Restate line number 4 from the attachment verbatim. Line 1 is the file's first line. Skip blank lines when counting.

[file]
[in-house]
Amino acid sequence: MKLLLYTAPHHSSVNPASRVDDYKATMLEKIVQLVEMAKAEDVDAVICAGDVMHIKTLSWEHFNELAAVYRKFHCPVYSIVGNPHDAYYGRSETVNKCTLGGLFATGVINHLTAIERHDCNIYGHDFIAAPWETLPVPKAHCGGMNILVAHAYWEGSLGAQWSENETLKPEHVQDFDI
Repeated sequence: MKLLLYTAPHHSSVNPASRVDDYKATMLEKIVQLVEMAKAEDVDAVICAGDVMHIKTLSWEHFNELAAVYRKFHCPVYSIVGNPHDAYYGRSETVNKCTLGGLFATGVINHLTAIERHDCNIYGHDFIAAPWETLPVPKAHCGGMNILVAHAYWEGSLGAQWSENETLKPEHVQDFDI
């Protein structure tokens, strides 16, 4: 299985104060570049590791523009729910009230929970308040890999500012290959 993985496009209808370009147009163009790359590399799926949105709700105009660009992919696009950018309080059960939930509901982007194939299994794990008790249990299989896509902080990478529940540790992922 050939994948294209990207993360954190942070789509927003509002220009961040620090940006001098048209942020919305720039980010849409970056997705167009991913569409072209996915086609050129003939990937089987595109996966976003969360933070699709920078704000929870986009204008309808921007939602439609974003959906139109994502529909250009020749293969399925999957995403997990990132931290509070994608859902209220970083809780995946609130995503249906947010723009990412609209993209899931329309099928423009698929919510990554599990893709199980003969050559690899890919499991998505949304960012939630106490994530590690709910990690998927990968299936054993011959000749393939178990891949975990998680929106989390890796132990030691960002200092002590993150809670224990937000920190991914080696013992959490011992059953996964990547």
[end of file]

């Protein structure tokens, strides 16, 4: 299985104060570049590791523009729910009230929970308040890999500012290959 993985496009209808370009147009163009790359590399799926949105709700105009660009992919696009950018309080059960939930509901982007194939299994794990008790249990299989896509902080990478529940540790992922 050939994948294209990207993360954190942070789509927003509002220009961040620090940006001098048209942020919305720039980010849409970056997705167009991913569409072209996915086609050129003939990937089987595109996966976003969360933070699709920078704000929870986009204008309808921007939602439609974003959906139109994502529909250009020749293969399925999957995403997990990132931290509070994608859902209220970083809780995946609130995503249906947010723009990412609209993209899931329309099928423009698929919510990554599990893709199980003969050559690899890919499991998505949304960012939630106490994530590690709910990690998927990968299936054993011959000749393939178990891949975990998680929106989390890796132990030691960002200092002590993150809670224990937000920190991914080696013992959490011992059953996964990547």